When I reflect back on my childhood, I have several happy and carefree memories. However, witnessing the bully-inflicted torment of my peers has tainted some of these memories. I recall standing by in disbelief when some of my friends ruined another close friend’s 13th birthday by stomping on her celebratory flowers and smashing her birthday cake. This horrifying act was all done for a laugh. I was disturbed and perplexed at the intent of this act, and this image is still distressing to each person involved, decades later.
Bullying can have a lasting impact on victims, witnesses, and bullies alike. It can shift an individual’s view of self and the world and create negative, detrimental schemas, which people operate under.
How serious is bullying today? In recent years, bullying has a new avenue through the cyber world, and it is just as prevalent in the school system. In 2014, approximately 1 in 10 teens drops out of school due to repeated bullying. 1 in 3 U.S. students say they have been bullied at school, according to the DHHS. There are further reports indicating that 83% of girls, and 79% of boys report being bullied either in school or online.
As a parent, you may wonder what you can do to prevent from your child being subjected to such distressing events in his or her life. It is important to acknowledge warning signs (as most children will not outwardly inform adults of their victimization) and how to best assist your child if he or she is, in fact, a victim of bullying.
The warning signs of child victim of bullying:
• Seems sad, angry, or has erratic mood swings
• Does not appear to have solid friendships and is often left out of classmates birthday parties, etc.
• Comes home from school with disheveled clothing with more wear and tear than anticipated from playing
• Displays signs of low self-esteem (ex. making self-deprecating comments)
• Has injuries without an explanation for how he/she got them
• Often feigns feeling ill to get out of attending school or avoids school attendance in other ways
• Loses interest in schoolwork
• Has nightmares
What can parents of the victim do?
• Make it safe for your child to talk to you. Be sympathetic, supportive, and take the problem seriously, while being cautious not to overreact or under-react. Listen carefully, be mindful of your own emotions, and calmly ask clarifying questions to determine if it is a misunderstanding or, in fact, bullying. Without blaming the bully or your child, remind your child that everyone has a right to feel safe and happy at school, and applaud the courage it took to take a stand and talk to you.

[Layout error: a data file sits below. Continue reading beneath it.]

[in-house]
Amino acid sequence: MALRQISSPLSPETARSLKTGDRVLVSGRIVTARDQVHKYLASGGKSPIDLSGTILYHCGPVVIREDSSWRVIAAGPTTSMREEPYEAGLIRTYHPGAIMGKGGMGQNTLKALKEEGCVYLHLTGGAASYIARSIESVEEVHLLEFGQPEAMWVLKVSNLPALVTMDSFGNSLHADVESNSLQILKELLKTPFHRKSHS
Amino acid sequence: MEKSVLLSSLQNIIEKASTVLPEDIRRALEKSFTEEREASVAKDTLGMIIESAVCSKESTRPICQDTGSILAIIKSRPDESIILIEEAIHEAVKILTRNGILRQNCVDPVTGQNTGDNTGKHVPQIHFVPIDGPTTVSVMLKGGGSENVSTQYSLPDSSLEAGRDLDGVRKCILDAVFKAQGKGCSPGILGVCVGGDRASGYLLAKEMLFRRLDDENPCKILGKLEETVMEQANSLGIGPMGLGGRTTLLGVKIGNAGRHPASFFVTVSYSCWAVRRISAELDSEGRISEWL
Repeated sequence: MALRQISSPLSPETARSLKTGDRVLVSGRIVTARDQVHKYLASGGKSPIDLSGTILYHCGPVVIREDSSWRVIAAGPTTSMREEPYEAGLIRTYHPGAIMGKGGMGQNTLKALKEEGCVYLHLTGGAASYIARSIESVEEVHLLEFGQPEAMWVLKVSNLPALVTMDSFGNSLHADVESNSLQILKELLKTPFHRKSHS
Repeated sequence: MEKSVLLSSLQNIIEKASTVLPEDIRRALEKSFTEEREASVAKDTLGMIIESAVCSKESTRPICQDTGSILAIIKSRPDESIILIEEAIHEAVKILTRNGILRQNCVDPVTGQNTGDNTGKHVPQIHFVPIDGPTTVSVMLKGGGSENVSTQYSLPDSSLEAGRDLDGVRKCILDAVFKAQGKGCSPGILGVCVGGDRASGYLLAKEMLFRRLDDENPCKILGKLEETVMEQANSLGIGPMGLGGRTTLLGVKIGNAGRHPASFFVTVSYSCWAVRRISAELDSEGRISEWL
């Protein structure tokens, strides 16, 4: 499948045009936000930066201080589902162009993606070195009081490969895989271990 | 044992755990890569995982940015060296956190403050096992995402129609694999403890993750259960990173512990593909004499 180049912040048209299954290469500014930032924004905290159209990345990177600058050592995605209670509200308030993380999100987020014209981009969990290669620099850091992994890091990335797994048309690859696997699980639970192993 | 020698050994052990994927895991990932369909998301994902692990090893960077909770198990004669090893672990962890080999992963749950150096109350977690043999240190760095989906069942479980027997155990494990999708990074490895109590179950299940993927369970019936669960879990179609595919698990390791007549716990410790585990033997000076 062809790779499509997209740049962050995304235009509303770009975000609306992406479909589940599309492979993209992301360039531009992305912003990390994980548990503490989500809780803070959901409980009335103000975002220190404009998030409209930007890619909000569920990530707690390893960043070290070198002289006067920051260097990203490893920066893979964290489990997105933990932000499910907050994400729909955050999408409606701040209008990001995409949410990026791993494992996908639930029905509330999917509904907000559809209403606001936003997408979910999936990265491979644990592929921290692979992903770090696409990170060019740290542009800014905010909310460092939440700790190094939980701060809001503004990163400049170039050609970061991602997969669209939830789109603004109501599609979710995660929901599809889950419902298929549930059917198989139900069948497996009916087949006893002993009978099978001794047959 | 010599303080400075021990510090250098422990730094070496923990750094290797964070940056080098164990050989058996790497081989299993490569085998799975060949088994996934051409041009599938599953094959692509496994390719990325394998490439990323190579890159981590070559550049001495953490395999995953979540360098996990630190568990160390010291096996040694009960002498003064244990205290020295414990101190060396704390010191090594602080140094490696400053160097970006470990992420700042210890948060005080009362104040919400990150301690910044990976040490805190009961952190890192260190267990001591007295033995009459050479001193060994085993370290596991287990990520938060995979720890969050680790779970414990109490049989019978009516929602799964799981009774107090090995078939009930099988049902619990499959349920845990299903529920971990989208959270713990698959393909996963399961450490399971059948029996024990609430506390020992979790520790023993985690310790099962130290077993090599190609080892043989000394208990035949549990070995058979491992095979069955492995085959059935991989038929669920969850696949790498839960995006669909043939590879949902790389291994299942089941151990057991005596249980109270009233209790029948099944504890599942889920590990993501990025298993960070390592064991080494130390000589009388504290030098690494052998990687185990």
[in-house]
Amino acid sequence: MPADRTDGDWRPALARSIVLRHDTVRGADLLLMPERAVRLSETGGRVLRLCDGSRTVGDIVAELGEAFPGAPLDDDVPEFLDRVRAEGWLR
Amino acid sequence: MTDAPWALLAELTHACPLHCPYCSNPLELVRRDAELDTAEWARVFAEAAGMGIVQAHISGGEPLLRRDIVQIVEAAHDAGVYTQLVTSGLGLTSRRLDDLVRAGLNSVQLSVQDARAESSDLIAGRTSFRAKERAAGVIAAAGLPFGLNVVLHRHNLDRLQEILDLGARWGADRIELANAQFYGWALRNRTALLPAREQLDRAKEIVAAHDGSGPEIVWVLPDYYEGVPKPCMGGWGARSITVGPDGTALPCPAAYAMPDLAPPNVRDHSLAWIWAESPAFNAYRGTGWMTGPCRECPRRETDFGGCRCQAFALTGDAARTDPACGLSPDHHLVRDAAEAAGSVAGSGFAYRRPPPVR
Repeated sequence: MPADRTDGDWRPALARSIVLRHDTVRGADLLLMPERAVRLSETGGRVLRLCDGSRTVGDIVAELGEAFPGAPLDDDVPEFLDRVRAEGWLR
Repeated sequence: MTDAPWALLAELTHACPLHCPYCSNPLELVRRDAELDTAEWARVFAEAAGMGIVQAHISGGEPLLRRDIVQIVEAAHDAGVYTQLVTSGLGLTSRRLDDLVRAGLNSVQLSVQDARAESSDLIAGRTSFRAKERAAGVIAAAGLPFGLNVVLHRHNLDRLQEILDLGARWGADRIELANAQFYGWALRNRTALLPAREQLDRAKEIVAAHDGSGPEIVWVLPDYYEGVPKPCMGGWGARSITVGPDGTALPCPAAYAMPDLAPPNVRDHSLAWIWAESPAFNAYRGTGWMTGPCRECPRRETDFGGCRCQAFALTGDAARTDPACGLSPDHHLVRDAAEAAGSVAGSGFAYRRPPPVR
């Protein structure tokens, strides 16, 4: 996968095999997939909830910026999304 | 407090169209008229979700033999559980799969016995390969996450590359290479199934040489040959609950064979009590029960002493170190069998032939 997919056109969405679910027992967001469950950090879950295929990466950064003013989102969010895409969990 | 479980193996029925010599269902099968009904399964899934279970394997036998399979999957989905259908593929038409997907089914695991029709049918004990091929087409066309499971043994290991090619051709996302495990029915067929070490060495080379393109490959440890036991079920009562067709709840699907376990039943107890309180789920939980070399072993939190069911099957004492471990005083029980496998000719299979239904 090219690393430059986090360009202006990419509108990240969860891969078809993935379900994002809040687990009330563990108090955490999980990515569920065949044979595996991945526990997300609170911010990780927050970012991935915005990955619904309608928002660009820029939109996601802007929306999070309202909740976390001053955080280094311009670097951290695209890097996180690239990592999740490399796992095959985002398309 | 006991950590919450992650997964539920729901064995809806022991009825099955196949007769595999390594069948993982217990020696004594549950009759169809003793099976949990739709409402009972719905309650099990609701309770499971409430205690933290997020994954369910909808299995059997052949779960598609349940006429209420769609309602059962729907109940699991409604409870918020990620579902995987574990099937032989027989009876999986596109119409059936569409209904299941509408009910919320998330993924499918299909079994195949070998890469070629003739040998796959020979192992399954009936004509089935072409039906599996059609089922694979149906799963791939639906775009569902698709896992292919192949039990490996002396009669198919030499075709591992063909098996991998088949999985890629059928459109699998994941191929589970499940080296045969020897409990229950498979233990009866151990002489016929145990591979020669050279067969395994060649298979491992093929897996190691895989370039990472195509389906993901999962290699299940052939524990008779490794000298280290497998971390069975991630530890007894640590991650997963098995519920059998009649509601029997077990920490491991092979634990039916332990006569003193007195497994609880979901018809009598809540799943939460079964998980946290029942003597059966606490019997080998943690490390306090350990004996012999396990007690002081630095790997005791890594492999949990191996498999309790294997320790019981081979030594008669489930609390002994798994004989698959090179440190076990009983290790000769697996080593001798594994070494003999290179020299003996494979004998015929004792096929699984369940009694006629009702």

• Brainstorm strategies with your child to avoid future victimization. Tell him or her to walk away, say “Stop!” or go find an adult. Research shows that most bullies stop aggressive behavior within 10 seconds, when someone tells a bully to “stop” in an assertive manner. Role play this with your child, as well as how to ask for help from an adult in the most efficient way (providing clear information about the situation including: what, who, what has been done to resolve this thus far, and what the adult can do to help).
• Talk with your child’s principal and classroom teacher about the situation. Keep an ongoing log of the dates of any further bullying incidents and the actions you take to help your child deal with the bullying. Inform the school of these incidents. Do not, however, directly contact the bully or the bully’s parents. Rather, make it clear that you are committed to partner with the school in being part of the solution.
• Arrange opportunities for your child to socialize and make friends outside of school to help build a strong support system. This can provide your child with a better opportunity for practicing social skills in a safe environment, while aiding in his or her safety. Children who have friends are less likely to be bullying victims, as bullies often target children when they are alone and more vulnerable.
• Help your child build self-esteem. Educate your child about bullying and bullies. Help him or her put the problem in perspective. Acknowledge and help your child to develop strengths, skills, talents or other positive characteristics. Doing so may help your kid be more confident among peers at school.
• Educate your child about cyberbullying. If cyberbullying is an issue, teach your child to bring it to the attention of an adult, rather than responding to the message.
• Follow up with your child and the school even after bullying has ceased. Keep open lines of communication with your child and the school around the matter, supporting and listening to your child daily. Having a child who is a victim of bullying can be incredibly difficult emotionally for both the child and the parents. In addition to working your child and the school in the aforementioned suggestions, parents should also consider reaching out to mental health professional to discuss concerns about self-esteem, depression, anxiety, social skills, eating disorders, etc. Parents should also consider the emotional implications these circumstances may have on them and potentially, seek their own therapy, should they need additional support and coping tools.